SMATE- it’s a sound bar but not as we know it (review)
3.8Overall Score
Price (RRP): $525 (on sale now for $419) Manufacturer: SMATE

Most sound bars sit modestly under a flat-screen TV, barely 50mm high so as not to obscure the screen. SMATE’s Theatre Series Soundbar model SM2SB5.1TH150 is well, not really a soundbar at all –  it is a damned big speaker enclosure.

It is a rectangle measuring 1098 (L) x 236 (H) x 165mm (W) containing ten x 3” mid-range, three x 1” tweeters and two x 5.25” sub-woofers arranged in a 5.1 (front left/centre/right, rear left/right, sub-woofer) configuration.

That is 15 speakers in a massive ported enclosure capable of playing 2.1 or 5.1 sound from USB, Bluetooth, three HDMI (including an ARC circuit) AUX, Optical, Coaxial and dual Karaoke mic inputs. Note: there is a removable acoustic screen covering the speakers. The final product has golden coloured speaker cones.

Having recently interviewed SMATE’S founder and chief technologist/designer Sunny Bhasin https://gadgetguy.com.au/smate-new-aussie-tech-disrupter/ I began to understand the rationale behind this – it is the kitchen sink of sound bars. “Mate I wanted a real, all-in-one, sound enhancement device that would work with the TV, play good rocking sound at parties, and cater for us Karaoke types as well, so yes its bold and beautiful. It is not an incy wincy sound bar but a real speaker enclosure,” he said.

So be warned – this is not a soundbar for wimps. Bhasin said he has wall mounted his (it comes with brackets) and it is substantial enough to sit a flat screen TV on top of it too.

 

Tech Specs – SM2SB5.1TH1 https://www.smate.com.au/

  • 6 channel amplifier Dolby Prologic II, 5.1 surround sound
  • Front L/R: 4 x 3″ mid, 2 x 1″ tweeter
  • Centre: 2 x 3″ mid, 1 x 1″ tweeter
  • Surround L/R: 4 x 3″ mid
  • Frequency response for mid/treble 85Hz -20KHz
  • Sub-woofer: 2 x 5.25, 40Hz-250Hz
  • S/N RATIO:>86dB
  • Total Harmonic Distortion THD (1KHz): <0.1%
  • Power: RMS: 150W (20W x 5 channels + 50W sub)
  • Full function remote

Input/Output

  • Bluetooth 4
  • 1 X AUX L/R RCA
  • 1 X USB 2.0
  • 1 X HDMI OUT ARC
  • 2 X HDMI 1.4 for up to 4K pass through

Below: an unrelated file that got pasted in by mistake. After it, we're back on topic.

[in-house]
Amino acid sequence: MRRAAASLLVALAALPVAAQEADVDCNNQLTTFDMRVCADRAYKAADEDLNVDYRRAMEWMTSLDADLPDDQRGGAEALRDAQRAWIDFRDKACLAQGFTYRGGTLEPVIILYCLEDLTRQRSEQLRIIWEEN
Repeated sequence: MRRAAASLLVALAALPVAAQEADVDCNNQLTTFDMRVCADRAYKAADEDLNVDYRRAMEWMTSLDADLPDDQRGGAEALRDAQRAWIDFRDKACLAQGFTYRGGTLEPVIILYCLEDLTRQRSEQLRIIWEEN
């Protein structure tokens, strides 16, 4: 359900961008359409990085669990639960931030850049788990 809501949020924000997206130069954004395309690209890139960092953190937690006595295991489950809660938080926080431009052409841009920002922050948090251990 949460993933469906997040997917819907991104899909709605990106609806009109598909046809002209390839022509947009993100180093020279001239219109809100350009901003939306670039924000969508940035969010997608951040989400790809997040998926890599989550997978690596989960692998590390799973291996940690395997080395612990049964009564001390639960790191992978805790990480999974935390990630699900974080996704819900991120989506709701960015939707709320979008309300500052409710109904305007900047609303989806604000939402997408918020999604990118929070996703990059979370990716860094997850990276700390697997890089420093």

• 1 X 5.1 Channel RCA
  • 1 X COAX SPDIF
  • 1 X OPT SPDIF
  • 1 X Sub-woofer out RCA
  • 2 X Karaoke mic input 6.5mm

How does it sound?

If adjusted correctly – and there is a trick to that – it is quite good with sufficient sound up to 86dB at three metres (equivalent to loud music) with relatively low THD – enough to fill a large lounge room.

The sound it produces depends on whether your playback device has any equaliser settings and the quality of your source material, e.g. lossy downloaded MP3 will sound worse than an HDMI/AUX/Optical connected TV/CD/DVD.

If not adjusted correctly it can sound a bit off. SMATE has perhaps given users too much power with independently adjustable front, surround, and sub-woofer “volume” controls instead of an equaliser with presets. You can easily and inappropriately ramp up channel “volumes” as well as master amplifier volume – this power can be easily abused by those who don’t know better.

The solution is to set the master volume and the individual channel volumes to 50% and adjust the latter up or down, one at a time until you feel you have the right mix.  It is not very scientific, but it works.

I used an advanced spectrum analysis meter that helped me find the sweet spots. I obtained a reasonable sub-woofer frequency response peaking at 80Hz, elevated mids, a slightly recessed treble and a quite recessed 10-20KHz.

On that basis, it is naturally more of a mid-centric sound signature (bass recessed, mids boosted, treble recessed) which is fine for TV and streaming. With a little experimentation, you can increase the treble to a brighter vocal setting or bring the bass up to Warm and Sweet. I suspect the sub-woofer RCA output jack and an optional sub box could cure the lesser bass response.

Surround sound 5.1

The box uses side ports to bounce sound off walls and provide “spatial” effect rear speaker sound. We look for definition, dimension and separation – do the sounds come from beside, behind or above you?